Gorse bushes are a bit like life. They can stick with you long after the event!
We were out walking on Conwy Mountain and I slipped. For some reason I chose to grab a gorse bush to steady myself. Not the best idea. I squealed. My hand went all numb and tingly like it had been poisoned. I poured some water over it and all seemed fine. A week later part of my hand started to throb. My husband graciously used his first aid skills and found bits of gorse bush spikes in my hand! For a week these little spikes kept making their way to the surface of my hand and often had to be dug out. Even now, nearly a month later, my hand is still sore in places and rough where the spikes were gentle encouraged out. But it made me think about how like life this is.
Often things happen to us – we trip, something hurts us, we move on and think we’re fine. Then something else happens and we feel a hurt, a pain, that is not quite related to what is going on. This is because the previous hurt has got deep inside of us and, even though we cannot see it, it is still inside of us.
I wrote on Medium – another blog type site I have started using – something along those line. Read it on Path of Least Resistance and if you like what you have read hold the little clap hands down for up to 50 clicks. But as you read you’ll see if is from something that is embedded in my childhood that is having an affect on me many years in the future.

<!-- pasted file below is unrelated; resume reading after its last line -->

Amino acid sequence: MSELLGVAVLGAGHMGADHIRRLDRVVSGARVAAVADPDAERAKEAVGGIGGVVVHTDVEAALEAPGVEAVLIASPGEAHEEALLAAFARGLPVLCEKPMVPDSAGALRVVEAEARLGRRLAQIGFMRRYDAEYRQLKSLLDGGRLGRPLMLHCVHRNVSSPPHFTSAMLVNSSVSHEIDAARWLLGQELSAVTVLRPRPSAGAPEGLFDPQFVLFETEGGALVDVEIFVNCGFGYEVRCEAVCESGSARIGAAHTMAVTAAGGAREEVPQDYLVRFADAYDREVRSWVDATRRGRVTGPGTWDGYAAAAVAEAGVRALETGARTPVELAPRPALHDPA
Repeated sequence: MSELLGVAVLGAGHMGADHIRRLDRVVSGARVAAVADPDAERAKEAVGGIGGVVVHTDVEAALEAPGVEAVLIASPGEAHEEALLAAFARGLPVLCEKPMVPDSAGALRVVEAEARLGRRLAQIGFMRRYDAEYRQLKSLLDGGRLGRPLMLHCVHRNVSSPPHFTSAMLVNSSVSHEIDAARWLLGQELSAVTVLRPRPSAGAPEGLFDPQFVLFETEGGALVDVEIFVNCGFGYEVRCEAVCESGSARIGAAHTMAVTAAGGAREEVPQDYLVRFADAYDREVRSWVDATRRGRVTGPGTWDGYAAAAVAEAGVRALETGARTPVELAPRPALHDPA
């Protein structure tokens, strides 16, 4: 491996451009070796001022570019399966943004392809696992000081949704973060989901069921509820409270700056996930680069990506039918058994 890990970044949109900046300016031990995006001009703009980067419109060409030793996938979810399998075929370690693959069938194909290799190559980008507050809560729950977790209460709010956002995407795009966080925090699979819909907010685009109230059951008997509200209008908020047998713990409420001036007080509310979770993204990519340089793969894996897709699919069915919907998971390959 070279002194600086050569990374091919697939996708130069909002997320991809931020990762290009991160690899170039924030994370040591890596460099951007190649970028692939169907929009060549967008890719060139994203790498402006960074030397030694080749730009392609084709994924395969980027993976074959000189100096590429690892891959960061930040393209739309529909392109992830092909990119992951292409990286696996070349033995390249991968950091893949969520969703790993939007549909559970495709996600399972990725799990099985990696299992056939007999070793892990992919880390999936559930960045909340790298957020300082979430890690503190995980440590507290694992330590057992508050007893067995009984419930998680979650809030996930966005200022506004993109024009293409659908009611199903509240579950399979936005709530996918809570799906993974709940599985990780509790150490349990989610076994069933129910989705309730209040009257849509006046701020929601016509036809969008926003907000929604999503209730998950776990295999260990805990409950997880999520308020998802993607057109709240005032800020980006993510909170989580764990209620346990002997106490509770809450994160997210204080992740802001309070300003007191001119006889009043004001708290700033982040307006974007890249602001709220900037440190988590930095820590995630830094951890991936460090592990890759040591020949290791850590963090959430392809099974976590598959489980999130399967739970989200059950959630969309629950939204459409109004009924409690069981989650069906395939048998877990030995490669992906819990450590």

Yesterday I saw a dead seagull in the road as I was walking the dog and I sobbed. It was a young seagull and it was flat. We have loads of seagulls here and they nest in the chimney pots and the parents will swoop on passersby! I didn’t cry for the seagull though but for those I have loved and lost, for others who are going through grief at the moment and also because that uncared for death struck something deep inside of me that maybe I can’t even quite explain. It was a gorse thorn that was embedded in me that wanted to get out. I didn’t have time to write or journal about it because I was rushing off out. But later that day I was at a gathering of well-being providers and we were “selling our wares” and so I shared it when explaining about writing for well-being and how I run a course.
Even that passing dead bird had become embedded. Often when I explore in blogs I think of sad things but I think that is because they are the things that get embedded into us that we do not see. I will bring out the lovely times of my life regularly to share with my friends and family but the sad, unhappy, confusing times I hide away keeping them hidden from view. I wonder if that is just a British thing or do all societies do that? Is it just a human thing?
Someone once said you need 10 encouraging comments to balance out one bad one. And also that it is easier to pull someone down and off a chair than it is to pull someone up on to it. Maybe that is why the negative, painful things get lost in our skin and then worm their way to the surface? But actually, on a positive finish, if we keep to the gorse thorn analogy, then eventually they will work their way to the surface where some kind and gracious person can pull them out for us. [Note I could not pull it out myself because the hand I had used to save myself was the hand I use to do things with]